AHNP v. FNP

Specialties NP

Published

Background, I am enrolled in a FNP program and will begin my first clinical classes this fall. Our school is offering a new adult health nurse practitioner program with added geri focus. My first question is for any adult health nurse practitioners (not acute care!), have you more difficulty finding employment versus your FNP counterparts? Where do you work? My second question is to those that are FNPs (not specializing), do you see many kids? My background is adult oncology/med-surg and I am not interested in working in a critical care area and my feelings re: treating children are neutral. Any advice/suggestions appreciated. Thanks.

ANPFNPGNP

685 Posts

Background, I am enrolled in a FNP program and will begin my first clinical classes this fall. Our school is offering a new adult health nurse practitioner program with added geri focus. My first question is for any adult health nurse practitioners (not acute care!), have you more difficulty finding employment versus your FNP counterparts? Where do you work? My second question is to those that are FNPs (not specializing), do you see many kids? My background is adult oncology/med-surg and I am not interested in working in a critical care area and my feelings re: treating children are neutral. Any advice/suggestions appreciated. Thanks.

I graduated from a dual ANP/GNP program and loved it. HOWEVER, I started working in urgent care and absolutely loved that too! Unfortunately, even though we rarely see kids at our clinics (there are urgent care clinics strictly for kids), sometimes we do and I needed to be able to see kids under the age of twelve. Well, I had to GO BACK to school. Fortunately, the program I attended offered a post-Master's certification as a FNP and they combined the Maternal/Child class, so that's the only class I had to take. Unfortunately, the Texas Board of Nursing wouldn't let me duplicate clinical hours and I had to REPEAT clinical hours in adult/geri...of course, the hours don't count if you get paid for them or complete them at your place of employment. You can only imagine how excited my internal medicine preceptor was, since I was required to work for FREE and he could legally bill for my services!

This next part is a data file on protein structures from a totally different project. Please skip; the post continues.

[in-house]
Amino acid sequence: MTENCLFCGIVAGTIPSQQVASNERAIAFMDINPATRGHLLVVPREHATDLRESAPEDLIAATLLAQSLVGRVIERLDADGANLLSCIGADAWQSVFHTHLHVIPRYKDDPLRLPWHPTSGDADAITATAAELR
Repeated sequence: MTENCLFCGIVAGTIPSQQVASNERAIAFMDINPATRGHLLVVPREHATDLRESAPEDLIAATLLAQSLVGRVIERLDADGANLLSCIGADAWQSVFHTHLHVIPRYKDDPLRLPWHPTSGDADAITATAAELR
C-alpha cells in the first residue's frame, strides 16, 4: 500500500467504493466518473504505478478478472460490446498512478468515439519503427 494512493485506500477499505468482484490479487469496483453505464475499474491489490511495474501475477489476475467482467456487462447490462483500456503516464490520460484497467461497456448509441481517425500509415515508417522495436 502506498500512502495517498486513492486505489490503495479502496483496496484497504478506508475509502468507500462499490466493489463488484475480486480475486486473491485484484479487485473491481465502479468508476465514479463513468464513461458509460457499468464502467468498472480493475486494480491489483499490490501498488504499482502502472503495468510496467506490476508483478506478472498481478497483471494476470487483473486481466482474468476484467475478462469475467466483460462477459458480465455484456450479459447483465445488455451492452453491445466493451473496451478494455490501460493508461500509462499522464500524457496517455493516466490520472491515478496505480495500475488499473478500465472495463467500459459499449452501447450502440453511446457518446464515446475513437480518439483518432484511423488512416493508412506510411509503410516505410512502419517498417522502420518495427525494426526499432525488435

MarylouNP

14 Posts

Specializes in general, interventional card and ep.

I think the answer re difficulty finding a job as an ANP vs FNP depends on where you want to work...I am an ANP, I have worked for an internist, a group cardiology practice and now a large teaching hospital. An ANP can see pts over age 18, and pts younger than that "with an adult condition." I think I have seen less than 5 pts younger than 18 in my 10 years as an ANP, but that is probably based on my choice of employers and specialty.

Specializes in Emergency, MCCU, Surgical/ENT, Hep Trans.

I agree w/MaryLou. It depends, if you wish to work at Walgreens, Kroger, CVS etc. or a family practice (hence the F in FNP). And yes, you can't just walk into a job as an ANP. However, if you have no desire to work with kids (as I do) you don't have much of a choice, other than A/GNP or ACNP. I did not want to take the ACNP jump, so I chose ANP. So, no I can't work in the minute clinics, but can still work in Internal Med, Endo, Geriatrics and even in the hospital.